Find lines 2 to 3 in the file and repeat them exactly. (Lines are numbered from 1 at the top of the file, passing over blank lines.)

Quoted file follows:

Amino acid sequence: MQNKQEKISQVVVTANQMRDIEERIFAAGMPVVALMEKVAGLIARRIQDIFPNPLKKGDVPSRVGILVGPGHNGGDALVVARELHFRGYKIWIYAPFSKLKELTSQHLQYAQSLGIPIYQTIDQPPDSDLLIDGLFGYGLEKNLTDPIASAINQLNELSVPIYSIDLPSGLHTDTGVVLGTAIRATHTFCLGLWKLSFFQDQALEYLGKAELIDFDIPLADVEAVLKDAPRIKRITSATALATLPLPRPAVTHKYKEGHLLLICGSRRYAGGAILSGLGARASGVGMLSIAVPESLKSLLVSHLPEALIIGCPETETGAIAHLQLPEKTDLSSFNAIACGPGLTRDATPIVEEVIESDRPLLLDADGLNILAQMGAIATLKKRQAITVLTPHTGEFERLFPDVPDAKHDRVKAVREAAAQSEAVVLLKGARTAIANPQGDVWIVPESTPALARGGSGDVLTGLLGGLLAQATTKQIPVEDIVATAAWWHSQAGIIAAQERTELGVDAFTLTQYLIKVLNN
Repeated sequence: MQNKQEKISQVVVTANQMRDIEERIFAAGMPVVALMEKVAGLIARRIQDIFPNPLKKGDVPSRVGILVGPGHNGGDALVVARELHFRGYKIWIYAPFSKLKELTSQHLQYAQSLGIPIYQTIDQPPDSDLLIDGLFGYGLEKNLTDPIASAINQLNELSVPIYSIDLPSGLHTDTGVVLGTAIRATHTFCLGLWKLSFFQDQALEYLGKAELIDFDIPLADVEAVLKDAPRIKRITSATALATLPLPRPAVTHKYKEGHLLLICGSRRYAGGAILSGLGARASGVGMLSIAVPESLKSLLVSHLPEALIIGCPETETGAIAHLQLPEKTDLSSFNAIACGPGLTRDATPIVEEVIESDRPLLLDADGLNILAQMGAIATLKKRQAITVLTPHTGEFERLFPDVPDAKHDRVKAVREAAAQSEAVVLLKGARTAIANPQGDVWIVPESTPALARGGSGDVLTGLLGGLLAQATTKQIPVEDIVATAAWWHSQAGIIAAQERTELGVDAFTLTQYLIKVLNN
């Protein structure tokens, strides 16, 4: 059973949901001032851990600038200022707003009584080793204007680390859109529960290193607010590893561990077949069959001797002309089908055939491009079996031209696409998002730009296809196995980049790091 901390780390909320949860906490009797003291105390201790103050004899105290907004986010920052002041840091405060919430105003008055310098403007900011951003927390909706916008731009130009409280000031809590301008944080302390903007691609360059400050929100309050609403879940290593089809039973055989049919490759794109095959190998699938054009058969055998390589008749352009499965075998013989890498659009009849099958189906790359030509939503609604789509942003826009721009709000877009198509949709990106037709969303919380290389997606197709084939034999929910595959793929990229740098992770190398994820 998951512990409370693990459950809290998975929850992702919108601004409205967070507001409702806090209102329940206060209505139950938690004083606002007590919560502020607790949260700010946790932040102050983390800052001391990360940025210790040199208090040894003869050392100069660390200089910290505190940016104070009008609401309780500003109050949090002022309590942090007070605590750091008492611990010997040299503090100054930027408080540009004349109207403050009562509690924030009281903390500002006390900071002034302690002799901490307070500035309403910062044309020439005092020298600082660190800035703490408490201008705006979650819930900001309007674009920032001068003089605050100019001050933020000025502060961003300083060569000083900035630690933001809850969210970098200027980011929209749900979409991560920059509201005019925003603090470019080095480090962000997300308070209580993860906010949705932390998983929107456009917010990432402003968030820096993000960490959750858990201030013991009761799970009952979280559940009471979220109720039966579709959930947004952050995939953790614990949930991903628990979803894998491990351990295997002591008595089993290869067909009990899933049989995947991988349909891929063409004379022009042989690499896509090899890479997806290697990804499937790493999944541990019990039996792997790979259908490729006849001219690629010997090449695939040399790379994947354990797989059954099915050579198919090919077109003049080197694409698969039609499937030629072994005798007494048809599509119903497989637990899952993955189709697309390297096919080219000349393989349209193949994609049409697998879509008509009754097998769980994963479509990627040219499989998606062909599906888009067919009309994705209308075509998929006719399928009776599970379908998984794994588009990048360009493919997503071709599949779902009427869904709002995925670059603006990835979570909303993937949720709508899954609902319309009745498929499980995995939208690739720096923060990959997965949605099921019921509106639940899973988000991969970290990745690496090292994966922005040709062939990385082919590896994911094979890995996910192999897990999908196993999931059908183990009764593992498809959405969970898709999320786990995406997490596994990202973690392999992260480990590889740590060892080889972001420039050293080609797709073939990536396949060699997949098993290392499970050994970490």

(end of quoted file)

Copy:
Repeated sequence: MQNKQEKISQVVVTANQMRDIEERIFAAGMPVVALMEKVAGLIARRIQDIFPNPLKKGDVPSRVGILVGPGHNGGDALVVARELHFRGYKIWIYAPFSKLKELTSQHLQYAQSLGIPIYQTIDQPPDSDLLIDGLFGYGLEKNLTDPIASAINQLNELSVPIYSIDLPSGLHTDTGVVLGTAIRATHTFCLGLWKLSFFQDQALEYLGKAELIDFDIPLADVEAVLKDAPRIKRITSATALATLPLPRPAVTHKYKEGHLLLICGSRRYAGGAILSGLGARASGVGMLSIAVPESLKSLLVSHLPEALIIGCPETETGAIAHLQLPEKTDLSSFNAIACGPGLTRDATPIVEEVIESDRPLLLDADGLNILAQMGAIATLKKRQAITVLTPHTGEFERLFPDVPDAKHDRVKAVREAAAQSEAVVLLKGARTAIANPQGDVWIVPESTPALARGGSGDVLTGLLGGLLAQATTKQIPVEDIVATAAWWHSQAGIIAAQERTELGVDAFTLTQYLIKVLNN
């Protein structure tokens, strides 16, 4: 059973949901001032851990600038200022707003009584080793204007680390859109529960290193607010590893561990077949069959001797002309089908055939491009079996031209696409998002730009296809196995980049790091 901390780390909320949860906490009797003291105390201790103050004899105290907004986010920052002041840091405060919430105003008055310098403007900011951003927390909706916008731009130009409280000031809590301008944080302390903007691609360059400050929100309050609403879940290593089809039973055989049919490759794109095959190998699938054009058969055998390589008749352009499965075998013989890498659009009849099958189906790359030509939503609604789509942003826009721009709000877009198509949709990106037709969303919380290389997606197709084939034999929910595959793929990229740098992770190398994820 998951512990409370693990459950809290998975929850992702919108601004409205967070507001409702806090209102329940206060209505139950938690004083606002007590919560502020607790949260700010946790932040102050983390800052001391990360940025210790040199208090040894003869050392100069660390200089910290505190940016104070009008609401309780500003109050949090002022309590942090007070605590750091008492611990010997040299503090100054930027408080540009004349109207403050009562509690924030009281903390500002006390900071002034302690002799901490307070500035309403910062044309020439005092020298600082660190800035703490408490201008705006979650819930900001309007674009920032001068003089605050100019001050933020000025502060961003300083060569000083900035630690933001809850969210970098200027980011929209749900979409991560920059509201005019925003603090470019080095480090962000997300308070209580993860906010949705932390998983929107456009917010990432402003968030820096993000960490959750858990201030013991009761799970009952979280559940009471979220109720039966579709959930947004952050995939953790614990949930991903628990979803894998491990351990295997002591008595089993290869067909009990899933049989995947991988349909891929063409004379022009042989690499896509090899890479997806290697990804499937790493999944541990019990039996792997790979259908490729006849001219690629010997090449695939040399790379994947354990797989059954099915050579198919090919077109003049080197694409698969039609499937030629072994005798007494048809599509119903497989637990899952993955189709697309390297096919080219000349393989349209193949994609049409697998879509008509009754097998769980994963479509990627040219499989998606062909599906888009067919009309994705209308075509998929006719399928009776599970379908998984794994588009990048360009493919997503071709599949779902009427869904709002995925670059603006990835979570909303993937949720709508899954609902319309009745498929499980995995939208690739720096923060990959997965949605099921019921509106639940899973988000991969970290990745690496090292994966922005040709062939990385082919590896994911094979890995996910192999897990999908196993999931059908183990009764593992498809959405969970898709999320786990995406997490596994990202973690392999992260480990590889740590060892080889972001420039050293080609797709073939990536396949060699997949098993290392499970050994970490």